High-value logistics companies can now secure their goods in transit with a Cell Lock system from Netshield. With this latest innovation, your business can be assured that high-value and high-risk goods get to their destination safely and securely.
In short, Netshield’s Cell Lock controller will only allow the unlocking sequence of a door on a cargo unit when the vehicle transporting it reaches and enters the pre-assigned GPS perimeter (the destination geo-fenced area) of the delivery destination.
The Cell Lock system is designed for easy fitment in the cargo container of logistics vehicles, and has an intelligent GPSlocating and GSM communicating module, that controls the locking and unlocking of a bolt locking system in your vehicles. The lock can only be unlocked, at two or more preselected options: when the container reaches a pre-allocated geo-fenced environment, within an allocated time, on an action by the distributing and/or receiving supervisor, and then only if a predefined unlocking procedure is followed.
“The Cell Lock increases the security of the cargo container of a delivery vehicle by adding a bolt-locking system that will only unlock if a series of predetermined security steps are taken,” says Inus Dreckmeyr, CEO at Netshield. “The system is designed to buy more time for armed response to reach a vehicle in the eventuality that there is a security problem, and that goods can’t be tampered with while on route to their destination.”
The Cell Lock places control back into the hands of the logistics supervisor, who can also, with the addition of a few sensors to the system, constantly view the vehicle’s progress and position, as well as monitor environmental conditions such as temperature, humidity and even water leaks. This is of particular value to companies with sensitive cargo, such as food, pharmaceuticals and chemicals. Additionally, the geo-fence locking mechanism can assist cash-in-transit firms to add an additional layer of security to their vehicles.
According to Dreckmeyr, the systems’ ability to disconnect the driver from the system completely, makes it particularly popular in high-security situations. The door will not unlock under any circumstances, unless it has reached its intended destination, specific security codes that are generated by the supervisor on its arrival are used, or if it is brought back to the depot. Organisations can also leverage transgression detection, such as noting that a door is open while the vehicle is moving, etc. With its alarm dashboard, a logistics manager or supervisor can garner a birds-eye view (with event-enabled zoom in) of the cargo and its movements for analysis at a later stage.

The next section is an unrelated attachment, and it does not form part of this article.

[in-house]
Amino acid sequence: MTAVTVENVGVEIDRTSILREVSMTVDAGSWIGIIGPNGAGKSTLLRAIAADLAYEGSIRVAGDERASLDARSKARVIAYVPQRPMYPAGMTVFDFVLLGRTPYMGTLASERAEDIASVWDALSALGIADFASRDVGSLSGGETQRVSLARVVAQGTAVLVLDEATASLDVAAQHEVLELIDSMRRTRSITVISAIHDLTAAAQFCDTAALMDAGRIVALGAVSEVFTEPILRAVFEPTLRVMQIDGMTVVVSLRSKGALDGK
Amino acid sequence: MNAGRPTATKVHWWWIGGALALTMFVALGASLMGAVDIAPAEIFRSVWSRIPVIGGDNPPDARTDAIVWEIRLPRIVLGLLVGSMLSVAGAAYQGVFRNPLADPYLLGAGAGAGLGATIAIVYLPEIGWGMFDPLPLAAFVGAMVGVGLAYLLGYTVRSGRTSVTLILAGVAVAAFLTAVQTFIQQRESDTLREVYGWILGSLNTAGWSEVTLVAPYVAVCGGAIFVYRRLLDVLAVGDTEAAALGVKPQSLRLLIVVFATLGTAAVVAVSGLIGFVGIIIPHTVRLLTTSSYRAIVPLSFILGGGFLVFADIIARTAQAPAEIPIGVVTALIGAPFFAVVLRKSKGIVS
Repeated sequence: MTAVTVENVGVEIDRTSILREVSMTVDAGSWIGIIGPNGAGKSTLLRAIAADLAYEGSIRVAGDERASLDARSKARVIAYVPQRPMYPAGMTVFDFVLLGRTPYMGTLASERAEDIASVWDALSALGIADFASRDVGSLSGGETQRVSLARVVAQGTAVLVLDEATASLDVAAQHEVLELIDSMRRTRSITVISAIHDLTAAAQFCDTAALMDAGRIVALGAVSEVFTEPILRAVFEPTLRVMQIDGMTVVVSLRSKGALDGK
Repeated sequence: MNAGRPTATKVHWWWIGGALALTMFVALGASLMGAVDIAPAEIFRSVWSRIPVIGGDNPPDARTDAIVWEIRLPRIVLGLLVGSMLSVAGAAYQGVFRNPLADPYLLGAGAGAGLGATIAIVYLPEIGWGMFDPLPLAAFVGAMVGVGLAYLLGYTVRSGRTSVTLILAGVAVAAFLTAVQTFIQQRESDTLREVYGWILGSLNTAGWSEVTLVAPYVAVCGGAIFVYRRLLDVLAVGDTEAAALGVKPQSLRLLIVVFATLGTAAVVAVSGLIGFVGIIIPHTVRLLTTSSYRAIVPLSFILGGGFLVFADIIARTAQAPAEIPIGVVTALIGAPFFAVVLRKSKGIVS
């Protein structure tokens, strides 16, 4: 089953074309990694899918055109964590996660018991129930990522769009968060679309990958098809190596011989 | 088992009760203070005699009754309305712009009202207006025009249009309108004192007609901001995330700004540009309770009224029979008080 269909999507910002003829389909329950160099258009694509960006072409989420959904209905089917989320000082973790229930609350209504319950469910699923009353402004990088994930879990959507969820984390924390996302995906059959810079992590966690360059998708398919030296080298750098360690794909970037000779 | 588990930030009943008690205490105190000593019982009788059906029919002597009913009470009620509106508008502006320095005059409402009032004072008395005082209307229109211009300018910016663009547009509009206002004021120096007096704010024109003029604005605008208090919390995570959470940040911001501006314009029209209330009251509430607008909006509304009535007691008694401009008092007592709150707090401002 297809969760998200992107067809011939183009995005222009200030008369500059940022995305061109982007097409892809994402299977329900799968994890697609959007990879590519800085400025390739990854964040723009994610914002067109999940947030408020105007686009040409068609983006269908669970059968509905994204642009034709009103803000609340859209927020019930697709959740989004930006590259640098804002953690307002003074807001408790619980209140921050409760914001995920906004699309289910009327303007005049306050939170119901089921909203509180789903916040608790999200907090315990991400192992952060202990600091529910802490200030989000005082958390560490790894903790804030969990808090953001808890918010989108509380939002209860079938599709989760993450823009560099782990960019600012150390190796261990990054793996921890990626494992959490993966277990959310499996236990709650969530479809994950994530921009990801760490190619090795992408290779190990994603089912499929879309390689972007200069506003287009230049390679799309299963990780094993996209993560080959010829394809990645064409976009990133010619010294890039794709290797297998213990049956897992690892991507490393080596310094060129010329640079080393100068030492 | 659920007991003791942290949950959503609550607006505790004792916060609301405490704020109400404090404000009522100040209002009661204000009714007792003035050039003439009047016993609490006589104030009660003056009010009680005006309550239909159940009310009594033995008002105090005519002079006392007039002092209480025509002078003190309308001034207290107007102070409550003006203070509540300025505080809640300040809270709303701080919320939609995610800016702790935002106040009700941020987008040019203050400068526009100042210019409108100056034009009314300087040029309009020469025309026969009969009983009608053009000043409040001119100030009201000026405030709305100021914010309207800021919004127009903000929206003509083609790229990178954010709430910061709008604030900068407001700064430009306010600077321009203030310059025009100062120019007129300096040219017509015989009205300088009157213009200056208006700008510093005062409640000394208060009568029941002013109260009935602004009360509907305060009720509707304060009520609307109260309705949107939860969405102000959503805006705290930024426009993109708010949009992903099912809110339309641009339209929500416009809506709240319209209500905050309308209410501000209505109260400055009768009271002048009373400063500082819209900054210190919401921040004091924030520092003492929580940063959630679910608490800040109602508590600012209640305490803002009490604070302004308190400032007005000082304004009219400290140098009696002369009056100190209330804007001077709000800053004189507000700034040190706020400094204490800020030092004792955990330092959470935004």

Dispatch managers can also override the lock with an RFID card at the main warehouse to speed up loading and offloading. Further intelligence can be built into the system with the addition of an RFID antenna that can track what goods are offloaded at each delivery point, sending this information back to the system.
“Fitting this device to delivery vehicles radically reduces the probability of internally orchestrated loss and theft, and increases the time needed to enter the vehicle in a hijacking situation. It is also able to provide an accurate recording of environmental factors such as the duration that the door is open, temperature, flooding, humidity and vibration, as well as other critical conditions during transit and delivery,” adds Dreckmeyr.
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